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On May 25 2004 the Brazilian Securities Commission (the Comissão de Valores Mobliliários or CVM) granted a waiver requested by a first time issuer and allowed a proposed initial public offering of shares to proceed despite the absence of a feasibility study otherwise required by CVM Regulation 400 of December 29 2003.

Article 32 of Regulation 400 requires issuers to produce feasibility studies in connection with any public offering in which any of the following circumstances are present:

  • the issuer will be incorporated only upon the completion of the public offering;
  • the issuer has been in operation for less than two years and is making its first public offering of securities,
  • the issuance price will be set primarily by reference to the prospects for the profitability of the issuer, or
  • the expected proceeds from the offering will exceed the shareholders' equity of the issuer.

The feasibility study requirements of Regulation 400 are of particular concern for issuers intending to conduct an international initial public offering registered in Brazil with the CVM and in the United States with the Securities and Exchange Commission. A strict application of Regulation 400 would have required many potential Brazilian first time issuers to include a feasibility study in their Brazilian prospectuses. In Brazilian practice, a feasibility study typically contains detailed quantitative projections for the major line items of a company's statement of results of operations over a period of several years.

As a consequence of including the projections contained in the feasibility study in the Brazilian prospectus, such projections might have been deemed to be material information required to be included in the US prospectus as well. In the event of a failure to achieve the projected financial results, issuers and underwriters might have faced claims of liability under US securities laws and regulations for misleading forward-looking statements despite having made diligent efforts to include meaningful cautionary language in the US prospectus. To make matters worse, initial public offerings are specifically excluded from the safe harbour provisions of the US Private Securities Litigation Reform Act of 1995.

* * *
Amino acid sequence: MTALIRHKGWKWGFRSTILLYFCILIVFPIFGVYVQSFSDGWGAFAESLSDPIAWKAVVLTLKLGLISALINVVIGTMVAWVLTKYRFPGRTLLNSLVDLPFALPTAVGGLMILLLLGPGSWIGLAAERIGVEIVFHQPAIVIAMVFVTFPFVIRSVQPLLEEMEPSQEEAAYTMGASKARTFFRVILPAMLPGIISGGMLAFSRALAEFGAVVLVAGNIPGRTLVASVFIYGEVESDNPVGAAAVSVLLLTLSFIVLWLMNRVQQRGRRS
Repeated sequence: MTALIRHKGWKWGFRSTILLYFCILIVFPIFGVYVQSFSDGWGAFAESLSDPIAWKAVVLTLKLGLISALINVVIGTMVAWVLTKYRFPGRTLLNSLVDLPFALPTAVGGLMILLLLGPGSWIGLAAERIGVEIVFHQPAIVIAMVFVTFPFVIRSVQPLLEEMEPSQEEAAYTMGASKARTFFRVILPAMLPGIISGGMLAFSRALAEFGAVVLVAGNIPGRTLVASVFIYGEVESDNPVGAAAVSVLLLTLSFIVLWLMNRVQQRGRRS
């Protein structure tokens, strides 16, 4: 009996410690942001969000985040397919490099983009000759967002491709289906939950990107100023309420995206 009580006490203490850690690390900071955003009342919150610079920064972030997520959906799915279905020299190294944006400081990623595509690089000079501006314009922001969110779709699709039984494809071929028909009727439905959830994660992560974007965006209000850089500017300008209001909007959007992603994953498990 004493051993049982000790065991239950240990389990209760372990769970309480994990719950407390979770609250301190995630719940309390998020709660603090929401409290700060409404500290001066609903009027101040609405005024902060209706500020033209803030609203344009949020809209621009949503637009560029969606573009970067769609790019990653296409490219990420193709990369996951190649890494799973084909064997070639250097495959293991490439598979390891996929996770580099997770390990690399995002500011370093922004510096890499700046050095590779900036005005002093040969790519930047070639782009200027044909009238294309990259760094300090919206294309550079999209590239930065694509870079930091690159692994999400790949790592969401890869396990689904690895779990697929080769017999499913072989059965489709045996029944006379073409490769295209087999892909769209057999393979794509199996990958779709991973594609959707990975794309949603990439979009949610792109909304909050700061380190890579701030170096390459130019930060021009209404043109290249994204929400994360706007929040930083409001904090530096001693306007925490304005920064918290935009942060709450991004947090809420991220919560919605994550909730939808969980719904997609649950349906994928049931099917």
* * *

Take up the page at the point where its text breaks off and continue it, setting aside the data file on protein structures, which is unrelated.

The CVM showed itself to be sensitive to the issue of undue exposure to liability for detailed quantitative projections that are not customarily disclosed in prospectuses used in global offerings and particularly not in SEC-registered offerings. Under Regulation 400, the CVM has regulatory authority to grant waivers designed to reconcile conflicting regulatory or legal requirements in multijurisdictional offerings. Exercising such authority, the CVM waived the feasibility study requirement on the grounds that the resulting disincentive to issuers, underwriters and other participants in multijurisdictional offerings was disproportionate to the potential benefits derived from a feasibility study by investors.

In the same decision, the CVM also addressed a related technical controversy under Brazilian corporate law to limit the cases to which the feasibility study requirement applies.

In an initial public offering preceded by a bookbuilding process, the traditional understanding was that the issue price was set by reference to the prospects for the profitability of the issuer, which are one of the statutory criteria for setting the issuance price of shares of a Brazilian corporation. Under Regulation 400, however, the setting of the issue price by reference to the prospects for the profitability of the issuer constitutes separate grounds for requiring a feasibility study in a public offering.

The CVM held that a bookbuilding process is a price discovery mechanism functionally and legally equivalent to the pricing of shares on a stockmarket. Accordingly, the issuer in an initial public offering preceded by a bookbuilding process need not deem the issuance price to be set primarily by reference to the prospects for its profitability. Instead, the issuance price may be deemed to be set by reference to a market price, which avoids at least one of the grounds for the feasibility study requirement. (In the case of the specific request analyzed by the CVM, the issuer triggered the feasibility study requirement for more than one reason and needed a waiver despite having avoided certain of the triggering events for the requirement.)

Daniel Calhman de Miranda

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